Security Vulnerability in Chinese Surveillance Cameras Raises Concerns in Europe

A critical vulnerability found in surveillance cameras from Chinese firm Hikvision—which are used extensively in Europe—added to previous concerns about the company’s data practices, according to an Oct. 6 report from Politico. Hikvision is controlled by a Chinese military-industrial group and has been accused of collaborating with the Chinese Communist Party (CCP) in violating human rights against Uyghurs.

Watchful IP, an anonymous security researcher, discovered a high number of Hikvision cameras’ software have a security vulnerability which “permits an attacker to gain full control of [a] device,” according to a report published on Sept. 18.

“This is the highest level of critical vulnerability,” reads the report. “Given the deployment of these cameras at sensitive sites potentially even critical infrastructure is at risk.”

IPVM, a research group, says the vulnerability could affect 100 million cameras globally, reported Politico. Most affected models are recent ones, though this vulnerability can be traced back to at least some 2016 models, according to Watchful IP.

Hikvision has been the main provider of surveillance systems and cameras in Europe, according to Politico. For instance, Spanish airport operator AENA recently hired Hikvision as a supplier of 175 cameras distributed over dozens of airports, which includes Madrid-Barajas and El Prat in Barcelona.

Though Hikvision admitted to the vulnerability and made new software available to repair it, concerns about data privacy were not alleviated.

According to Hikvision’s 2020 Annual Report (pdf), the company’s “actual controller” is a Chinese military-industrial group called China Electronics Technology Group Ltd. (CETC). CETC is also “China’s largest electronics defense contractor.”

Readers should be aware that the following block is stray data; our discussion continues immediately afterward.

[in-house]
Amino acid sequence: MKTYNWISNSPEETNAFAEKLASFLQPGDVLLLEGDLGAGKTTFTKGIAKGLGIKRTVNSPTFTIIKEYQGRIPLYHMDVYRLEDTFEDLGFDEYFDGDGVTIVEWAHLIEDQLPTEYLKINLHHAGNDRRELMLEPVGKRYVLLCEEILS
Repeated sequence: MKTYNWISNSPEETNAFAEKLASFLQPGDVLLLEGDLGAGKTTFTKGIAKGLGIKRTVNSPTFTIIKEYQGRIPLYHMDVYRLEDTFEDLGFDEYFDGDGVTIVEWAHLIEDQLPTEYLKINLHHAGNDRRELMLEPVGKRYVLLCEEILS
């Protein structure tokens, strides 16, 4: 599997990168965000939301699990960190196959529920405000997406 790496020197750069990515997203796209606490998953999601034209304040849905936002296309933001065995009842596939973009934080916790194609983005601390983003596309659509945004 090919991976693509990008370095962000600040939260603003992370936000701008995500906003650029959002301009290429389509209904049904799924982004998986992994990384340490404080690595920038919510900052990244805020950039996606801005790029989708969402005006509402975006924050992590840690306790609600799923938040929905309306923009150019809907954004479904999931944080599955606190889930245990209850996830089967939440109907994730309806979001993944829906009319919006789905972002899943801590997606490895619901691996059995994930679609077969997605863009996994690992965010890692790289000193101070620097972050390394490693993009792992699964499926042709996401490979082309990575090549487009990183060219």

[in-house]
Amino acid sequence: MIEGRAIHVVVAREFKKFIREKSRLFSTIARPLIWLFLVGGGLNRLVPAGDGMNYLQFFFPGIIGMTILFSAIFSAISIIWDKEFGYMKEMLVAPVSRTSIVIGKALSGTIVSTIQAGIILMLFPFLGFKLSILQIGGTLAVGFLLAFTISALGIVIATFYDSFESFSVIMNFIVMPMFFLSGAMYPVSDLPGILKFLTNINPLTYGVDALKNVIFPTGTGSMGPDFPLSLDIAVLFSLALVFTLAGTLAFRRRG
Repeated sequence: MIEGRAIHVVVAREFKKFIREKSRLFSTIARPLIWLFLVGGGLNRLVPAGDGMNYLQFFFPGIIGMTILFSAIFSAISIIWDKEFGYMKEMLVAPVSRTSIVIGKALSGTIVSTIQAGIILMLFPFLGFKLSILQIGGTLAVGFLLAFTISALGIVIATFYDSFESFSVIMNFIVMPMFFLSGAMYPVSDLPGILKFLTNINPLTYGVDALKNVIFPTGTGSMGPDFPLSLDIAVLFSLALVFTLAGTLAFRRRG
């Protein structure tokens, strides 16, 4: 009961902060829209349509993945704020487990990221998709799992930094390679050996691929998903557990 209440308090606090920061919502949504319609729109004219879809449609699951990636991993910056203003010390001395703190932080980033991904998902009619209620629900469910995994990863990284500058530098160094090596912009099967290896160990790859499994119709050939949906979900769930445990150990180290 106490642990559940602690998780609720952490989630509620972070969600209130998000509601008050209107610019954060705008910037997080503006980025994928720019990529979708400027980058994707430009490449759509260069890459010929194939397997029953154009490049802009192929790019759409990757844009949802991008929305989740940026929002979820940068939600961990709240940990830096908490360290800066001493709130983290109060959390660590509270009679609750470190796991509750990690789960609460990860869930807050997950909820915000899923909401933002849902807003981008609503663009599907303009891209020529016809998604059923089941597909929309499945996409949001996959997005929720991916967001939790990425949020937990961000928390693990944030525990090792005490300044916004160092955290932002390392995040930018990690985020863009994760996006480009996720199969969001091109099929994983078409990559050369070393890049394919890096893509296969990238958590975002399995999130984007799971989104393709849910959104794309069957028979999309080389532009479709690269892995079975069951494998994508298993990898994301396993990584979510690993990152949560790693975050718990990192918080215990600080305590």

Chinese military-industrial groups are forced to comply with the CCP, even if it asks companies to hand over data. Hikvision is monitored by a party committee and has many CCP representatives within the company. In addition, the company’s official website stated the CCP’s activities in the firm, which have the purpose of “upholding and improving the CCP’s leadership.”

The CCP can then use data to monitor the population, according to Lord Alan West, former British security minister. At a debate in the House of Commons, he stated China uses “facial recognition and they use this information on a grand scale to control their population.

“The systems gather a lot of personal data,” Audrey Fritz, a researcher at the Australian Strategic Policy Institute, told Politico. “The primary concern is that it doesn’t stay within the country, that it’s not bound to the laws and regulations of your country … Because of [China’s] laws and regulation that Chinese companies are required to hand over to government authorities, that becomes the concern.”

Because of these concerns, European contracts with Hikvision prompted opposition from some authorities.

“Europe should be cautious to allow foreign powers too much control over systems, warning of ‘possibilities to attack us on where it might be very sensitive,’” Alex Voss, member of the European Parliament, told Politico.

Hikvision has also been accused of collaborating with the CCP’s persecution of religious minorities in Xinjiang.

In 2019, the Trump administration blacklisted Hikvision among 27 other entities. These Chinese companies had been “implicated in human rights violations and abuses in the implementation of China’s campaign of repression, mass arbitrary detention, and high-technology surveillance against Uyghurs, Kazakhs, and other members of Muslim minority groups,” according to the Department of Commerce.

China’s treatment of Uyghurs has been designated as a “genocide” by both the previous and current U.S. administration, the parliaments from Canada, The Netherlands, Lithuania, Belgium, Czech Republic, and the United Kingdom, along with international legal experts and scholars.

According to the Norwegian Council of Ethics (pdf), Hikvision’s surveillance cameras are spread across Xinjiang, particularly near mosques and labor camps, reported Politico.

Danella Pérez Schmieloz

Danella Pérez Schmieloz

China Reporter